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If claiming bankruptcy is a possibility for you and you’re thinking about separating or are going through a separation, it is important to know the effects of claiming bankruptcy on the division of “family property” and “family debt”.

Recently, lawyer Samantha de Wit of Brown Henderson Melbye authored an article on this topic titled “Bankruptcy and Family Law: A Bankruptcy Primer for Family Law Lawyers” in the February issue of the Canadian Bar Association of B.C.’s Bartalk Magazine.

Claiming bankruptcy is governed by the Bankruptcy and Insolvency Act (Canada), and issues can arise with respect to how it works with the Family Law Act (British Columbia).

Generally, when someone declares bankruptcy, the ownership of their property is transferred to a trustee in bankruptcy. It is then the trustee’s job to tally up a list of the bankrupt’s debts and then sell as much of the bankrupt’s property as is needed to satisfy the various creditors who are owed money. The effect of claiming bankruptcy on “family property” and “family debt” is different depending on whether the bankrupt spouse declares bankruptcy before or after the separation.

In family law:

  • If a spouse declares bankruptcy before separation, all of the assets in the name of that spouse transfers to the trustee in bankruptcy. The good thing about this situation is that the assets or debts in the non-bankrupt’s name will not be affected. However, upon separation, the non-bankrupt spouse will have no vested interest in the bankrupt spouse’s transferred assets even if the assets were technically “family property”.
  • If a spouse declares bankruptcy after separation, the bankrupt spouse’s one-half interest in all of the “family property” as at the date of separation, vests in the trustee. This could be property in either spouse’s name.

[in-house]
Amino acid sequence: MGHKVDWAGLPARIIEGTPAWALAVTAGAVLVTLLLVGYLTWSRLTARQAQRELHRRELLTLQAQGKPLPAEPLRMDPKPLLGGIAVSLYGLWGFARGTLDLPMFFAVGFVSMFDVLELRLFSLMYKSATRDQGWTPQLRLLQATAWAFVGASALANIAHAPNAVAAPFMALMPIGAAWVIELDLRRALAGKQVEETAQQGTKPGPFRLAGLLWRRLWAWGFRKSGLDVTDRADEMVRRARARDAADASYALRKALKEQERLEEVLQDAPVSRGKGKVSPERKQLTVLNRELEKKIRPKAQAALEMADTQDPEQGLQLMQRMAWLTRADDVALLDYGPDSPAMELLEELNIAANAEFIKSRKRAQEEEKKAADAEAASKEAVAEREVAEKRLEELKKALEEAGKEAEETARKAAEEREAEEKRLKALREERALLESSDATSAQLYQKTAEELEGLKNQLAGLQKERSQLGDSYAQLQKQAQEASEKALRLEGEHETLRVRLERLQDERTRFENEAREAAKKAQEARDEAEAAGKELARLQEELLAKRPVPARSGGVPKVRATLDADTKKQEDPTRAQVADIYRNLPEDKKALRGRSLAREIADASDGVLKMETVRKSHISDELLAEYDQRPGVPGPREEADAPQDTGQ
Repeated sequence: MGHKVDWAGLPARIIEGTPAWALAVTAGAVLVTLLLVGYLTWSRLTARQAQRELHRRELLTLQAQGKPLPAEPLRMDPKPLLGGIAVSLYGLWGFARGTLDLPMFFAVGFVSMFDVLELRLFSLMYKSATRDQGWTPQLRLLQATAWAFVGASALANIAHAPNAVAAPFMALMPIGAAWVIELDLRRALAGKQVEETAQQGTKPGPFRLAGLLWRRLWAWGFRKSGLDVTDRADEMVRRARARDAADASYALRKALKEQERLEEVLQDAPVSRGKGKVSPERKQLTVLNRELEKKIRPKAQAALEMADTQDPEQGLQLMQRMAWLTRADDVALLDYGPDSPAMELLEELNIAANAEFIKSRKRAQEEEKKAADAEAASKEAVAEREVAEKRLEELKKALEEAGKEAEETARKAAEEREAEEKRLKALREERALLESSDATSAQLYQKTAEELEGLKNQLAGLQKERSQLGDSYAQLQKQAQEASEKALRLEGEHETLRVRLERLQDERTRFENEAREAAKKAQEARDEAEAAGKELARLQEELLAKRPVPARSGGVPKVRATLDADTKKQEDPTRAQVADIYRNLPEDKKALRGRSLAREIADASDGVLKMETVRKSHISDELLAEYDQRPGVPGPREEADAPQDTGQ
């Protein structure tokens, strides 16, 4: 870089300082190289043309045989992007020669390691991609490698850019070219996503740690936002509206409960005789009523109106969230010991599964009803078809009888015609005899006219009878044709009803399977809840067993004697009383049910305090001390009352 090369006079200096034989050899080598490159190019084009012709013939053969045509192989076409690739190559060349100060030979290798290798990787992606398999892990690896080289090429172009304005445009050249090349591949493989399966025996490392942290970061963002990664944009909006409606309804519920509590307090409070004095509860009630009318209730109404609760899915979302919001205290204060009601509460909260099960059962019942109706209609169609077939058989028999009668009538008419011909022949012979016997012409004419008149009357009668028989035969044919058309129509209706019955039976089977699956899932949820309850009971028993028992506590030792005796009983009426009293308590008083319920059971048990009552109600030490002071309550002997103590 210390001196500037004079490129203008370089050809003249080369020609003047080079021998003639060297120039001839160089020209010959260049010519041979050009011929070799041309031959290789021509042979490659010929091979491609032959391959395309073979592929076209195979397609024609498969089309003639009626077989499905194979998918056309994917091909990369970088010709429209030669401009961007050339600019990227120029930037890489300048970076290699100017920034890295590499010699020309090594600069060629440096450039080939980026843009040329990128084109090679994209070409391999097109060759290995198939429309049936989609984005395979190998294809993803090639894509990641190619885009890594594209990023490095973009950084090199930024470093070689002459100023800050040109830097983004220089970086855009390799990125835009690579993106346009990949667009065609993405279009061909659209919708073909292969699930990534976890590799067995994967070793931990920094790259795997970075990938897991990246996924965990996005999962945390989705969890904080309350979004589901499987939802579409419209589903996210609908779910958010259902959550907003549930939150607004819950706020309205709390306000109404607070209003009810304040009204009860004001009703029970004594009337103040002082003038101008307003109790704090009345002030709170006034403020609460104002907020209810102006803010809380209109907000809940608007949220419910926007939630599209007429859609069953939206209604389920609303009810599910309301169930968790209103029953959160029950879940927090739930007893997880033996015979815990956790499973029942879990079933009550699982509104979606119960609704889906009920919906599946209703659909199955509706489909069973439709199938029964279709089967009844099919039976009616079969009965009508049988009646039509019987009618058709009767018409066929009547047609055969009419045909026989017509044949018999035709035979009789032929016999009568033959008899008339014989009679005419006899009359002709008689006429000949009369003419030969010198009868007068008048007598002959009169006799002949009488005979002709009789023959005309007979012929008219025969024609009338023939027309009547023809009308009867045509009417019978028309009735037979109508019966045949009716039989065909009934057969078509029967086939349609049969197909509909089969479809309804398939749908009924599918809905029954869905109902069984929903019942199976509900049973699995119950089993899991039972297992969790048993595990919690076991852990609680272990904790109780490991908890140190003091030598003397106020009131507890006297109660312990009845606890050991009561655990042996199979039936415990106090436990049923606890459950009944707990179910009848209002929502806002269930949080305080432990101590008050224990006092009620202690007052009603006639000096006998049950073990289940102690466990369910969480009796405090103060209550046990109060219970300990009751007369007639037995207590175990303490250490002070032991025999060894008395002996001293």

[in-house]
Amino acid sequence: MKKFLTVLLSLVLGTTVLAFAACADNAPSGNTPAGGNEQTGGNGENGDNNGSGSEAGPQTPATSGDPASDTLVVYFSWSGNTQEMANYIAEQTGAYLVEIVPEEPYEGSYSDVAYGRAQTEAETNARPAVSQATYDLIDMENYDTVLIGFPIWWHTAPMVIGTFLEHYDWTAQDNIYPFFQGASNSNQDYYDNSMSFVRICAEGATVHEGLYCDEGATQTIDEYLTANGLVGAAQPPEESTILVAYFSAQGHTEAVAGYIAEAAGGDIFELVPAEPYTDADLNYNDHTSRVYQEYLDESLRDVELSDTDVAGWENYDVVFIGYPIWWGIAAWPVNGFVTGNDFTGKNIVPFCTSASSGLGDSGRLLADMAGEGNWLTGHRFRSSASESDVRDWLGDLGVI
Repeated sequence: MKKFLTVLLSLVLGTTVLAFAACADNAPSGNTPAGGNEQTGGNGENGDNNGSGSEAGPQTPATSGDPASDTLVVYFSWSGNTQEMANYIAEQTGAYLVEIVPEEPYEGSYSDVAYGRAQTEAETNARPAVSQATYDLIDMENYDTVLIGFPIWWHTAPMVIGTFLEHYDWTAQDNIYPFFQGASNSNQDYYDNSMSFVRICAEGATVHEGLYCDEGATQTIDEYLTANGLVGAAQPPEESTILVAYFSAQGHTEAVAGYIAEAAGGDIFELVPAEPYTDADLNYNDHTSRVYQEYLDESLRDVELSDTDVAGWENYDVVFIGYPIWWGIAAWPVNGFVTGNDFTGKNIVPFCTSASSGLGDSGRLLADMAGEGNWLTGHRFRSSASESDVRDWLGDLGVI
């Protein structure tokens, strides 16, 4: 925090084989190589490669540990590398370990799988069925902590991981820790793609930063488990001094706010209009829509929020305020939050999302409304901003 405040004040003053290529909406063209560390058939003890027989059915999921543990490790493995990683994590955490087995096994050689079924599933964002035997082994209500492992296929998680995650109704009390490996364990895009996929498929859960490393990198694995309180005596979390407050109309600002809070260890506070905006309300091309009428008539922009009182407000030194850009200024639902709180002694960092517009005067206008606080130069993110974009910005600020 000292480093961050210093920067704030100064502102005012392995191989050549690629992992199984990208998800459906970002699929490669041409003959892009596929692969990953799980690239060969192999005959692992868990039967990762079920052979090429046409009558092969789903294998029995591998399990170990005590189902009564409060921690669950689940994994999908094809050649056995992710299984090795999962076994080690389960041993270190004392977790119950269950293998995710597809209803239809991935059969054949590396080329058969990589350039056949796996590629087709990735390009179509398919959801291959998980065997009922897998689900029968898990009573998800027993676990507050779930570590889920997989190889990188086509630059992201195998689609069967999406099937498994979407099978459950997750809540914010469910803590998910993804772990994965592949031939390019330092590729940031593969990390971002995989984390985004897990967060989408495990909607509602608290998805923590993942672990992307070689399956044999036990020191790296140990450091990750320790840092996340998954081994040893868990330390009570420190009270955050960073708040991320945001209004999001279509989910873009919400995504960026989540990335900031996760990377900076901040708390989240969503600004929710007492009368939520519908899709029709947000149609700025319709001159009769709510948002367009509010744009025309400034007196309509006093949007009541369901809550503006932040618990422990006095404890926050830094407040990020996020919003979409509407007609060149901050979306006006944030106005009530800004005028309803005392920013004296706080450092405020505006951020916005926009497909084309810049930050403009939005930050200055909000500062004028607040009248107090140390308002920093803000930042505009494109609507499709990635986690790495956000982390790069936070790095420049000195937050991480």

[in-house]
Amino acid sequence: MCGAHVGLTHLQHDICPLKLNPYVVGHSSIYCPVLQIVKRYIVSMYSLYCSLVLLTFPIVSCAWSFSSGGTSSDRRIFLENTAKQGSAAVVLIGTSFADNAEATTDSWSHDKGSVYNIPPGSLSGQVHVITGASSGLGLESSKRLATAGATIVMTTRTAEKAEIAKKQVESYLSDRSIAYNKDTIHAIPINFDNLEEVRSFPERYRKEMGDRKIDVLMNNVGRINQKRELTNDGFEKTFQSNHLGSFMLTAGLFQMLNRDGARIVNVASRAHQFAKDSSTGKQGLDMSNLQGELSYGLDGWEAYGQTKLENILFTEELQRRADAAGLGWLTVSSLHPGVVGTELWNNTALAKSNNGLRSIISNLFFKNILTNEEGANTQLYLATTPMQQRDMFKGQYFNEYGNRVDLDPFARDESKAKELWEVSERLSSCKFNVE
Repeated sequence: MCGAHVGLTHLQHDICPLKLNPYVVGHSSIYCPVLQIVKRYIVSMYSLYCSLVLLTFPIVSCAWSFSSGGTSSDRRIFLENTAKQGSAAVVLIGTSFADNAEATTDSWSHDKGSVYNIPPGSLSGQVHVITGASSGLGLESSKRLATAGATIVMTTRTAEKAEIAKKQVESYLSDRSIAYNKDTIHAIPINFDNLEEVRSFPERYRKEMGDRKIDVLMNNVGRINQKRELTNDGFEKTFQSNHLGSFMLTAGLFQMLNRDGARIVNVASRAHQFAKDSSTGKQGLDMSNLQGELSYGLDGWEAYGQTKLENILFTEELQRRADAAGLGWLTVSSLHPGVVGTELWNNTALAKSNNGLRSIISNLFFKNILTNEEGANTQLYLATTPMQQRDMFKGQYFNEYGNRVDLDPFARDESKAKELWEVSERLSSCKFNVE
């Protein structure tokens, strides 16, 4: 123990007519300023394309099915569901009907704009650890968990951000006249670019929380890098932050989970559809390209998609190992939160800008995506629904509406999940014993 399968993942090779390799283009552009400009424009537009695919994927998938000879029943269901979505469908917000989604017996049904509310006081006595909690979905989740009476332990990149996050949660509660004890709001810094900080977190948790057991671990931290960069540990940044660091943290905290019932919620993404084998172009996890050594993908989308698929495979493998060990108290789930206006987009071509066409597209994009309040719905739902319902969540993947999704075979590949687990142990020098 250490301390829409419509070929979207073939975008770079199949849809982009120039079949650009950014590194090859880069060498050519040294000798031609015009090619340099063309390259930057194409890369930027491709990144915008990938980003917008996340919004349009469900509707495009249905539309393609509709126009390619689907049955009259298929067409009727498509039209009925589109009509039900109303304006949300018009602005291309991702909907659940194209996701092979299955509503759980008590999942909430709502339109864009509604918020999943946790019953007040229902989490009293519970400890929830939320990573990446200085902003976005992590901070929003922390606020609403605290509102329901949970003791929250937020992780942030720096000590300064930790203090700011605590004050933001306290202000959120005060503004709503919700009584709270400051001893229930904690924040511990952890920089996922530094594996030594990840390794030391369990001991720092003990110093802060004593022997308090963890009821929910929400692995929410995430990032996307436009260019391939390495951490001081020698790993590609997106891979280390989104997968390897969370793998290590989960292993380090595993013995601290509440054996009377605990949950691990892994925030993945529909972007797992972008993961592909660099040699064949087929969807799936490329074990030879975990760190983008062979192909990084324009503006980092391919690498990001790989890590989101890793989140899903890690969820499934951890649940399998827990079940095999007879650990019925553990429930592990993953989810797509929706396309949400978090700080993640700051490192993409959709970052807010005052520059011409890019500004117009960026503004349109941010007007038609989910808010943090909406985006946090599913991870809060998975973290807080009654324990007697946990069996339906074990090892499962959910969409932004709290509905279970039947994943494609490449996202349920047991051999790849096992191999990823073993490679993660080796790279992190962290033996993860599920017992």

• When a spouse declares bankruptcy after a court order or agreement is in place relating to the division of family property and debt, the trustee will generally follow the division that is contained in that order or agreement. However, when there is no court order or agreement, there is nothing requiring a trustee to follow terms that were being negotiated between the parties.
  • When a spouse declares bankruptcy before an agreement is finalized, the agreement is not effective. However, you may wish to seek remedies available through the Court process, like those explained below.
  • If the non-bankrupt spouse is unsure whether or not their spouse is going to be claiming bankruptcy after separation, they should take steps to limit the disposal of assets.
  • It is important to note that a restraining order does not necessarily prevent a spouse from a subsequent assignment into bankruptcy. However, if a spouse assigns into bankruptcy after the court has made an order restraining the spouse from disposing of assets, the assignment into bankruptcy may be a breach of the restraining order.
  • Generally, support claims (such as spousal and child support) will survive the bankrupt’s discharge. What this means is that the responsibility to pay child and spousal support will continue after the bankrupt spouse is no longer legally bankrupt so long as the support obligations satisfy the following requirements:
  • it must have been made before the “date of the initial bankruptcy event”;
  • it must have been made when the spouse, former spouse, or child was living apart from the bankrupt spouse. A support obligation to claim for unpaid support that accrued during the year before the initial bankruptcy event has priority in the distribution over several other classes of payments including unpaid rent and municipal taxes.

It is important to know what steps can be taken to protect the non-bankrupt spouses’ interests in “family property” and how those interests are affected based on the time that the bankrupt spouse makes an assignment into bankruptcy.

Some claiming bankruptcy resources you may find useful: